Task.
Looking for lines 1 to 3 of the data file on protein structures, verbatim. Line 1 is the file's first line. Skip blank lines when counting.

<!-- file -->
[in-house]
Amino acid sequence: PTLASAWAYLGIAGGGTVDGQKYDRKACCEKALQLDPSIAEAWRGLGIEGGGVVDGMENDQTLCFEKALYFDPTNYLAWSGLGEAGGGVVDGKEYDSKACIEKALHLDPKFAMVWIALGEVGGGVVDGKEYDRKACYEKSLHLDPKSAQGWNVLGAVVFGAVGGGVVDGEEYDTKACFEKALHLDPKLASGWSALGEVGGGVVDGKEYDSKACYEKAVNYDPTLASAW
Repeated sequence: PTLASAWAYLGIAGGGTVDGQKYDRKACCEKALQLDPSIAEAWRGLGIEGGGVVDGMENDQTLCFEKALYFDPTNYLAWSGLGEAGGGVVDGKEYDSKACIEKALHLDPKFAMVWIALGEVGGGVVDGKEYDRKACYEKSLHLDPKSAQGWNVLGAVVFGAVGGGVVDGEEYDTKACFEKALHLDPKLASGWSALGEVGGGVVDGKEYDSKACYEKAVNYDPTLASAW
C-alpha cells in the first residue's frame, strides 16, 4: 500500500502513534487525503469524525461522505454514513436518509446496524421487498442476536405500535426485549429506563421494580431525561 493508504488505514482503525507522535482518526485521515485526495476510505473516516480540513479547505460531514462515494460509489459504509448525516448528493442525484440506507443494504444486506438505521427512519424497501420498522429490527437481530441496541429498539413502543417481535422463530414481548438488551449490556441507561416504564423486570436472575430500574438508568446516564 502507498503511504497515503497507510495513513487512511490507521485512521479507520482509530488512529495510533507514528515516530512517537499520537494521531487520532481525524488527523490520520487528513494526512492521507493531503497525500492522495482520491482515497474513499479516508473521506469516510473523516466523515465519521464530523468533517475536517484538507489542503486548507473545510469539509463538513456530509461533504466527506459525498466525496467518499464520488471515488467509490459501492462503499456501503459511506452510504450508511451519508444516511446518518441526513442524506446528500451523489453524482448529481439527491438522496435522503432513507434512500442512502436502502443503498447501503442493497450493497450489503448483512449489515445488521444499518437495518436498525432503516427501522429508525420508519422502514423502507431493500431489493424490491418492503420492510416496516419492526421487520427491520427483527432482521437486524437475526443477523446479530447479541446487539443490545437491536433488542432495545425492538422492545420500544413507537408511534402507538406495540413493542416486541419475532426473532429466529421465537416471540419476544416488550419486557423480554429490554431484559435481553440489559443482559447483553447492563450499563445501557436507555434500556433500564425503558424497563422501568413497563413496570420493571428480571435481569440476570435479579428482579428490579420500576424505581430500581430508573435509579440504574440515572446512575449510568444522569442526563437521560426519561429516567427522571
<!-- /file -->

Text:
[in-house]
Amino acid sequence: PTLASAWAYLGIAGGGTVDGQKYDRKACCEKALQLDPSIAEAWRGLGIEGGGVVDGMENDQTLCFEKALYFDPTNYLAWSGLGEAGGGVVDGKEYDSKACIEKALHLDPKFAMVWIALGEVGGGVVDGKEYDRKACYEKSLHLDPKSAQGWNVLGAVVFGAVGGGVVDGEEYDTKACFEKALHLDPKLASGWSALGEVGGGVVDGKEYDSKACYEKAVNYDPTLASAW
Repeated sequence: PTLASAWAYLGIAGGGTVDGQKYDRKACCEKALQLDPSIAEAWRGLGIEGGGVVDGMENDQTLCFEKALYFDPTNYLAWSGLGEAGGGVVDGKEYDSKACIEKALHLDPKFAMVWIALGEVGGGVVDGKEYDRKACYEKSLHLDPKSAQGWNVLGAVVFGAVGGGVVDGEEYDTKACFEKALHLDPKLASGWSALGEVGGGVVDGKEYDSKACYEKAVNYDPTLASAW